Sunday, 24 March 2013

We're all northerners

Here's a 15th century world map, from the Nicolaus Germanus Codex, which is based on Ptolemy's second century maps. It only shows the northern hemisphere, but the UK's still perched right up at the top. We look as though we're about to fall off the edge of Europe into a blue emptiness.

From most British people's point of view I'm a southerner. But I lived in France and Spain and that taught me that all of us here on the isles of Britain live a northern life. Anywhere further south and the light's all wrong, especially in the winter. Ptolemy calculated latitude according to hours of daylight, so he saw the world according to light too.

Winter's been hanging on this year, and it's beautiful still. Even on a grey day there are surprises.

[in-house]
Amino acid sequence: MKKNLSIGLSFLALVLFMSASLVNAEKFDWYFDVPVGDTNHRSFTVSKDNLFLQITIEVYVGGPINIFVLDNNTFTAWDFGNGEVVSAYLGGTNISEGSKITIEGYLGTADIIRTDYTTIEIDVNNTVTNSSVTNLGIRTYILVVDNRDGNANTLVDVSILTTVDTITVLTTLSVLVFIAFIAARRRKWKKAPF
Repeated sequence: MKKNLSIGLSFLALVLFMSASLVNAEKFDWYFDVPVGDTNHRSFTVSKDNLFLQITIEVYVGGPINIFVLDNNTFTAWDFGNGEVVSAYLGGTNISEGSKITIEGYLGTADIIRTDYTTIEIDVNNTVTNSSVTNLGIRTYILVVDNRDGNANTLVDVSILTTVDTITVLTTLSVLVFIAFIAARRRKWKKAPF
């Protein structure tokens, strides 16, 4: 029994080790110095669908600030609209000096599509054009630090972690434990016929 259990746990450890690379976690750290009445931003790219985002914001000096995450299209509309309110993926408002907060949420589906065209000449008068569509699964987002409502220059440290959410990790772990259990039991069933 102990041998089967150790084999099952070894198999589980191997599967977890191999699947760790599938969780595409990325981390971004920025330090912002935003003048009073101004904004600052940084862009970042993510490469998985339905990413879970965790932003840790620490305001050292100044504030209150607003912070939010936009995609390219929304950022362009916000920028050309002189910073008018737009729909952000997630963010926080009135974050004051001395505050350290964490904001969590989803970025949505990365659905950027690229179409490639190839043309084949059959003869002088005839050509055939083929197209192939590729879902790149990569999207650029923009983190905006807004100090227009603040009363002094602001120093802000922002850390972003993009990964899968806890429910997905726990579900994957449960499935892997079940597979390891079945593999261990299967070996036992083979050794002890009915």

And at the end of a sunny day you're almost guaranteed something special, when the light's the lowest  and reveals hidden shapes and textures.

 I may be alone in this, but even after months of wet and cold I still love the winter.

Thursday, 7 March 2013

Natural history

Yesterday I dropped in to Tunbridge Wells because I wanted to sketch a Painted Lady butterfly. There aren't any out and about in March, but there's a case of dead ones in the museum. My sketch isn't worth sharing, but I did want to say, isn't a nightingale small?

And doesn't this owl look sad?

I've been visiting the natural history room in our museum since I was small and I don't think the exhibits have ever changed. It's kind of comfortingly spooky, and also interesting, because the exhibits stay handily still while you inspect them at close quarters.

The other rooms of the museum are filled with clothes and dollshouses and endless cabinets of Tunbridge Ware boxes. Are they un-natural history?